The Economist just published a short history of Modern finance, putting the recent market gyrations in context:
THE autumn of 2008 marks the end of an era. After a generation of
standing ever further back from the business of finance, governments
have been forced to step in to rescue banking systems and the markets.
In America, the bulwark of free enterprise, and in Britain, the pioneer
of privatisation, financial firms have had to accept rescue and
part-ownership by the state. As well as partial nationalisation, the
price will doubtless be stricter regulation of the financial industry.
To invert Karl Marx, investment bankers may have nothing to gain but
The idea that the markets have ever been completely unregulated is a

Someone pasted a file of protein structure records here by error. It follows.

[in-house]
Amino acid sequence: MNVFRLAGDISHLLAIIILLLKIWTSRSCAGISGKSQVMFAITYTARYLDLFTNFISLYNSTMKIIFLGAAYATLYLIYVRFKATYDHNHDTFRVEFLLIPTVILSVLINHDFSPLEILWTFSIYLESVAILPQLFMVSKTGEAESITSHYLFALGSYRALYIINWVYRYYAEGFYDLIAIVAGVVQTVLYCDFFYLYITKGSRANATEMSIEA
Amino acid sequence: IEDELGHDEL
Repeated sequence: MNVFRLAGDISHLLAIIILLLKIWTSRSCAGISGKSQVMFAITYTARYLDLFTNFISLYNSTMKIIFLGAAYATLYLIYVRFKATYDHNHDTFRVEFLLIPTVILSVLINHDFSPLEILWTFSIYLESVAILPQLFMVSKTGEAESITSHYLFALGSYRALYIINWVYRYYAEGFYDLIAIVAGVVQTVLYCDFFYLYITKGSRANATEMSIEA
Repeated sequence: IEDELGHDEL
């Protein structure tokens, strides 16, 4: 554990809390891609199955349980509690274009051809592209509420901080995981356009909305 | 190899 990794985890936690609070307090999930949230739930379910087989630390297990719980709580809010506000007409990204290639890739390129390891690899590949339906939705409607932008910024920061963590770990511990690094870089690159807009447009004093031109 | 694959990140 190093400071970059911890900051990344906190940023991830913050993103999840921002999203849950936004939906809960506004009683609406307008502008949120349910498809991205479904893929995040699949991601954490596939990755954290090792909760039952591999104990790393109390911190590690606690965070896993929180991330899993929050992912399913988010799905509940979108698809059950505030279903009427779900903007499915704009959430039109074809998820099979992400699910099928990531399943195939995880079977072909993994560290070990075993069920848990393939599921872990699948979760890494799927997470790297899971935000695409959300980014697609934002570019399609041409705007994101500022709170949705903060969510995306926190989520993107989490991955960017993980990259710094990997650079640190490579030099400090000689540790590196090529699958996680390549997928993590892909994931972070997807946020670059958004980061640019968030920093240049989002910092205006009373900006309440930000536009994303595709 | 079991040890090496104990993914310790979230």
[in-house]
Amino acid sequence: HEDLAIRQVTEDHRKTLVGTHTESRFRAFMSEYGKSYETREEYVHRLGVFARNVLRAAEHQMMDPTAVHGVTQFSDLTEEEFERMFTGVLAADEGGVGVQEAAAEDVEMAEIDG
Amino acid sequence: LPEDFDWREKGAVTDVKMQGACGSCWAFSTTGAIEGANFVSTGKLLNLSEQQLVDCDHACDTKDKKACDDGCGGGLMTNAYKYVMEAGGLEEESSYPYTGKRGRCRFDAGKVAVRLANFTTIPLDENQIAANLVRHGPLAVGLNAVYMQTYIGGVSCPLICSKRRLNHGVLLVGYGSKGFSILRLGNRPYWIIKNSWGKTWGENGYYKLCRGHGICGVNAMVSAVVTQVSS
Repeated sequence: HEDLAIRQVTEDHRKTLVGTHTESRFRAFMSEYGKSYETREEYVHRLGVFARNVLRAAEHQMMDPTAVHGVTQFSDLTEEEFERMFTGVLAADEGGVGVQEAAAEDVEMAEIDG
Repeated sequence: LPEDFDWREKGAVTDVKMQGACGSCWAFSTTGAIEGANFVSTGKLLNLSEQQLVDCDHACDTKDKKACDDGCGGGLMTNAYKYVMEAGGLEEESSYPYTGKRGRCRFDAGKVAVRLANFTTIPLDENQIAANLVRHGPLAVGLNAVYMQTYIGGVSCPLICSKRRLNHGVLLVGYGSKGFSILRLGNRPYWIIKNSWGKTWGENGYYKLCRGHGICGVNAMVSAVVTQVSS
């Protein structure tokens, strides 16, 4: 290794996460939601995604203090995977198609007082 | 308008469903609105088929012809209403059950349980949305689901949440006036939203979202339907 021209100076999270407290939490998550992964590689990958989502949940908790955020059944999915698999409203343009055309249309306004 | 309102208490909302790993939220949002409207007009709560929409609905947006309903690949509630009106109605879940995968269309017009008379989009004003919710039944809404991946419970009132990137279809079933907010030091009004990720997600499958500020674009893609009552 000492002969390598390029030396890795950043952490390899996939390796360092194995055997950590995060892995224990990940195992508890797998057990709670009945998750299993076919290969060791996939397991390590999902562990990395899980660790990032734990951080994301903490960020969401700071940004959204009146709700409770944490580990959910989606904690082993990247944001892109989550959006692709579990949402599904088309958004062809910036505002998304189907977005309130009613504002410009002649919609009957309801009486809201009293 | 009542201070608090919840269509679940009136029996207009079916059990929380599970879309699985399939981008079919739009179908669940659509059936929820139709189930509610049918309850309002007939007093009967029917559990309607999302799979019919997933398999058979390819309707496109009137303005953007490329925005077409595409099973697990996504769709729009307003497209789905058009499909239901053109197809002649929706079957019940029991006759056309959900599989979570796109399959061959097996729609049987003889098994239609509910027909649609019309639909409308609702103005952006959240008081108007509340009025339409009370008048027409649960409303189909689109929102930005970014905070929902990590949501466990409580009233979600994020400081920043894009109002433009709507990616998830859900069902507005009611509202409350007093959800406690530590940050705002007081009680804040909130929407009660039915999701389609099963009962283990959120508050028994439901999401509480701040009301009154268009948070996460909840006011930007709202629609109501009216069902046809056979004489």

myth: just ask any firm that has to deal with the Securities and
Exchange Commission (SEC) in America or its British equivalent, the
Financial Services Authority (FSA). And cheap money and Asian savings
also played a starring role in the credit boom. But the intellectual
tide of the past 30 years has unquestionably been in favour of the
primacy of markets and against regulation. Why was that so?
Each step on the long deregulatory road seemed wise at the time and
was usually the answer to some flaw in the system. The Anglo-Saxon
economies may have led the way but continental Europe and Japan
eventually followed (after a lot of grumbling) in their path.
Read the full article here.